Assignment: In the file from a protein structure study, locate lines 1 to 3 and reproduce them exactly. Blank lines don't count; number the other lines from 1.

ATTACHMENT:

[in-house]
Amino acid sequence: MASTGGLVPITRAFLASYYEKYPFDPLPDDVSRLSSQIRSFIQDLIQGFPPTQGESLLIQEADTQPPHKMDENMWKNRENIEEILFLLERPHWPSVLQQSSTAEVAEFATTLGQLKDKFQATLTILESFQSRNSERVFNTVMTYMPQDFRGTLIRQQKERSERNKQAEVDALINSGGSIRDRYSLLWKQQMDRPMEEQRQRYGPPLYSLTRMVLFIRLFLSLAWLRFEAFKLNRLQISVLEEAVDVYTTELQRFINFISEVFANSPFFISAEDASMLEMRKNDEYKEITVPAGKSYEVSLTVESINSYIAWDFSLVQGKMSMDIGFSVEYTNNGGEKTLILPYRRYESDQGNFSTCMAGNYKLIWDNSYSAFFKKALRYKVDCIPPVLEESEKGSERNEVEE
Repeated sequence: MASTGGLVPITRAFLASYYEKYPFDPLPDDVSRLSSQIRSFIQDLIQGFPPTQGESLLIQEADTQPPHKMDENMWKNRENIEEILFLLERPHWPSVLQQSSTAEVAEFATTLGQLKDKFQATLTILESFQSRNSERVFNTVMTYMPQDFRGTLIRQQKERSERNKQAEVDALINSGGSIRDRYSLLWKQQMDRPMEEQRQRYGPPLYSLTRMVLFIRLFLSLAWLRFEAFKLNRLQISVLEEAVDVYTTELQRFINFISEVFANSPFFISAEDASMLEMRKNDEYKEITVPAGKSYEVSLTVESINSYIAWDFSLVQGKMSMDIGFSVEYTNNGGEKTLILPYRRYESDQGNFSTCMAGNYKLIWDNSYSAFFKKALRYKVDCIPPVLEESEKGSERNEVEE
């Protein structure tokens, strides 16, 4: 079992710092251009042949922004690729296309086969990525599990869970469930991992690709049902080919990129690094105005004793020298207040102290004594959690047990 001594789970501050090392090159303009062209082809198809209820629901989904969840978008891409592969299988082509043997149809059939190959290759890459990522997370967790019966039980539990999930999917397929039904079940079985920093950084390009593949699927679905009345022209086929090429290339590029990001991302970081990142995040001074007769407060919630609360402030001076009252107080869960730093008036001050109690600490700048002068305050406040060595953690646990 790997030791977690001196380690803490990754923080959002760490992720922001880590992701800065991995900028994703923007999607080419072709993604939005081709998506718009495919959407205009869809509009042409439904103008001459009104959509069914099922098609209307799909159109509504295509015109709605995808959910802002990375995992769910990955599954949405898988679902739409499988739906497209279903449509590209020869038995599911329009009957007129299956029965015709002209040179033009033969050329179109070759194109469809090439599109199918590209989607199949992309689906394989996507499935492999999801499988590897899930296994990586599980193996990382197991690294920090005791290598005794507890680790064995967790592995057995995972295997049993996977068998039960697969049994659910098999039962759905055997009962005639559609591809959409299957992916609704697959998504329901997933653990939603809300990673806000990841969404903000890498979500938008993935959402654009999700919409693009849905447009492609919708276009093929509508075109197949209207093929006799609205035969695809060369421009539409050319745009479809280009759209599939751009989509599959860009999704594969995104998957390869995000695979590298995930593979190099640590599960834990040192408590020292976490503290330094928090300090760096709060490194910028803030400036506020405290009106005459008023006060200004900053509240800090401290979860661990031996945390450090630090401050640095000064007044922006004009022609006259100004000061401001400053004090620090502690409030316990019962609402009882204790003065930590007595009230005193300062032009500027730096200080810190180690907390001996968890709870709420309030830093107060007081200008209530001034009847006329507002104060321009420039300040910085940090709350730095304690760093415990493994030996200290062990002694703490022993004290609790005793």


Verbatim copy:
[in-house]
Amino acid sequence: MASTGGLVPITRAFLASYYEKYPFDPLPDDVSRLSSQIRSFIQDLIQGFPPTQGESLLIQEADTQPPHKMDENMWKNRENIEEILFLLERPHWPSVLQQSSTAEVAEFATTLGQLKDKFQATLTILESFQSRNSERVFNTVMTYMPQDFRGTLIRQQKERSERNKQAEVDALINSGGSIRDRYSLLWKQQMDRPMEEQRQRYGPPLYSLTRMVLFIRLFLSLAWLRFEAFKLNRLQISVLEEAVDVYTTELQRFINFISEVFANSPFFISAEDASMLEMRKNDEYKEITVPAGKSYEVSLTVESINSYIAWDFSLVQGKMSMDIGFSVEYTNNGGEKTLILPYRRYESDQGNFSTCMAGNYKLIWDNSYSAFFKKALRYKVDCIPPVLEESEKGSERNEVEE
Repeated sequence: MASTGGLVPITRAFLASYYEKYPFDPLPDDVSRLSSQIRSFIQDLIQGFPPTQGESLLIQEADTQPPHKMDENMWKNRENIEEILFLLERPHWPSVLQQSSTAEVAEFATTLGQLKDKFQATLTILESFQSRNSERVFNTVMTYMPQDFRGTLIRQQKERSERNKQAEVDALINSGGSIRDRYSLLWKQQMDRPMEEQRQRYGPPLYSLTRMVLFIRLFLSLAWLRFEAFKLNRLQISVLEEAVDVYTTELQRFINFISEVFANSPFFISAEDASMLEMRKNDEYKEITVPAGKSYEVSLTVESINSYIAWDFSLVQGKMSMDIGFSVEYTNNGGEKTLILPYRRYESDQGNFSTCMAGNYKLIWDNSYSAFFKKALRYKVDCIPPVLEESEKGSERNEVEE